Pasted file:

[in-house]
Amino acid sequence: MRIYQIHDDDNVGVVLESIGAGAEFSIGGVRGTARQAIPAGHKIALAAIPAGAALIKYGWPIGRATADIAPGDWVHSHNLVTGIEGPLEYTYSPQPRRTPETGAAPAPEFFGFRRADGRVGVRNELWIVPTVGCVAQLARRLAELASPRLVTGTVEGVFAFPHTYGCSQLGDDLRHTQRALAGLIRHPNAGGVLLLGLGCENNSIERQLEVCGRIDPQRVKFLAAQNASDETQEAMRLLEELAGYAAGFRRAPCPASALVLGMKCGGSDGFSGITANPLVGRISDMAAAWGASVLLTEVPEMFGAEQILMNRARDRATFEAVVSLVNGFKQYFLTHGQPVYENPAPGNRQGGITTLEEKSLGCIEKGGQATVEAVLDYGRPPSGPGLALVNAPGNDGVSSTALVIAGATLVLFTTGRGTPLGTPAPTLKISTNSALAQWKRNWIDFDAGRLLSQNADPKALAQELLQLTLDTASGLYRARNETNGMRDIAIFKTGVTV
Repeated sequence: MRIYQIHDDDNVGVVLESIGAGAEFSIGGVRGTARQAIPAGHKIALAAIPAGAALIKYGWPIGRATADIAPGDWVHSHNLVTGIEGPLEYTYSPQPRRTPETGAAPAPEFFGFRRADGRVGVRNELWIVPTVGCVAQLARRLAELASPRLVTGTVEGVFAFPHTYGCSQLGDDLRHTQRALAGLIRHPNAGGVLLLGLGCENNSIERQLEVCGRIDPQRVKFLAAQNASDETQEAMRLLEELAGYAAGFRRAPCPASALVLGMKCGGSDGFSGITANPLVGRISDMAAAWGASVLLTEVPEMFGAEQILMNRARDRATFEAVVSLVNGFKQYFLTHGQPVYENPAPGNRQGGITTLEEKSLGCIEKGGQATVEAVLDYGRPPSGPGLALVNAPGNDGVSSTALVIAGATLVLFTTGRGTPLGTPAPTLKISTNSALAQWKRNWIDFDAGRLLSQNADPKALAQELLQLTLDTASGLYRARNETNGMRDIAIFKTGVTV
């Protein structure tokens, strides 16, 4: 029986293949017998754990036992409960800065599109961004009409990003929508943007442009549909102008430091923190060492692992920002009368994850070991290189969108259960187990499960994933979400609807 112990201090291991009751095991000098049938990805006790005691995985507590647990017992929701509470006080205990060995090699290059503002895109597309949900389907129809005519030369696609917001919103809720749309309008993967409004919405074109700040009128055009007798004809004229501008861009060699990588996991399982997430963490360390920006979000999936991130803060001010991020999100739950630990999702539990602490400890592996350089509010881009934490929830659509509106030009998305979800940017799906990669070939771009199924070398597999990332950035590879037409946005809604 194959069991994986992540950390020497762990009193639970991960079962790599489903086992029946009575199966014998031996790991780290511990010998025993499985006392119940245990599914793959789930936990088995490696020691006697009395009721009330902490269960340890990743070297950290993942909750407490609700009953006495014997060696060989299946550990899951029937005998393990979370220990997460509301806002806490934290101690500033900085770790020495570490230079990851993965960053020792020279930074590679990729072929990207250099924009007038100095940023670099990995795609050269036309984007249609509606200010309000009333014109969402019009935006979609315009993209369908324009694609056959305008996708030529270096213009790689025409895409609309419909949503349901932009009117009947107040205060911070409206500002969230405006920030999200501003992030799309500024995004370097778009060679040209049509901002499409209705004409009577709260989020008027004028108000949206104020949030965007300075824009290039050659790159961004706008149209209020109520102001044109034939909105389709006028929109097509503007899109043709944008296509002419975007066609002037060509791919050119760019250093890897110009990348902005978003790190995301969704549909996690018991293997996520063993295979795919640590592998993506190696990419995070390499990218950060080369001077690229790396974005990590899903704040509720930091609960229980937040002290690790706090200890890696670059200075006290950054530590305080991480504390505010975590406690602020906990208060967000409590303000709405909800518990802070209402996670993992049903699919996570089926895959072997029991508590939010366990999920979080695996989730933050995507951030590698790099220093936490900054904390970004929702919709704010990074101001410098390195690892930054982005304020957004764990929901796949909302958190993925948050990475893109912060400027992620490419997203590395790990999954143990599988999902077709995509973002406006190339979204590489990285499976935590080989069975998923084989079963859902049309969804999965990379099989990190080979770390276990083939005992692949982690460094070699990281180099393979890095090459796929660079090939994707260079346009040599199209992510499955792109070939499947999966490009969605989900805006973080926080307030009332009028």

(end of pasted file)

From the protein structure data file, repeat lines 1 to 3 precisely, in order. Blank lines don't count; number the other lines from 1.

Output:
[in-house]
Amino acid sequence: MRIYQIHDDDNVGVVLESIGAGAEFSIGGVRGTARQAIPAGHKIALAAIPAGAALIKYGWPIGRATADIAPGDWVHSHNLVTGIEGPLEYTYSPQPRRTPETGAAPAPEFFGFRRADGRVGVRNELWIVPTVGCVAQLARRLAELASPRLVTGTVEGVFAFPHTYGCSQLGDDLRHTQRALAGLIRHPNAGGVLLLGLGCENNSIERQLEVCGRIDPQRVKFLAAQNASDETQEAMRLLEELAGYAAGFRRAPCPASALVLGMKCGGSDGFSGITANPLVGRISDMAAAWGASVLLTEVPEMFGAEQILMNRARDRATFEAVVSLVNGFKQYFLTHGQPVYENPAPGNRQGGITTLEEKSLGCIEKGGQATVEAVLDYGRPPSGPGLALVNAPGNDGVSSTALVIAGATLVLFTTGRGTPLGTPAPTLKISTNSALAQWKRNWIDFDAGRLLSQNADPKALAQELLQLTLDTASGLYRARNETNGMRDIAIFKTGVTV
Repeated sequence: MRIYQIHDDDNVGVVLESIGAGAEFSIGGVRGTARQAIPAGHKIALAAIPAGAALIKYGWPIGRATADIAPGDWVHSHNLVTGIEGPLEYTYSPQPRRTPETGAAPAPEFFGFRRADGRVGVRNELWIVPTVGCVAQLARRLAELASPRLVTGTVEGVFAFPHTYGCSQLGDDLRHTQRALAGLIRHPNAGGVLLLGLGCENNSIERQLEVCGRIDPQRVKFLAAQNASDETQEAMRLLEELAGYAAGFRRAPCPASALVLGMKCGGSDGFSGITANPLVGRISDMAAAWGASVLLTEVPEMFGAEQILMNRARDRATFEAVVSLVNGFKQYFLTHGQPVYENPAPGNRQGGITTLEEKSLGCIEKGGQATVEAVLDYGRPPSGPGLALVNAPGNDGVSSTALVIAGATLVLFTTGRGTPLGTPAPTLKISTNSALAQWKRNWIDFDAGRLLSQNADPKALAQELLQLTLDTASGLYRARNETNGMRDIAIFKTGVTV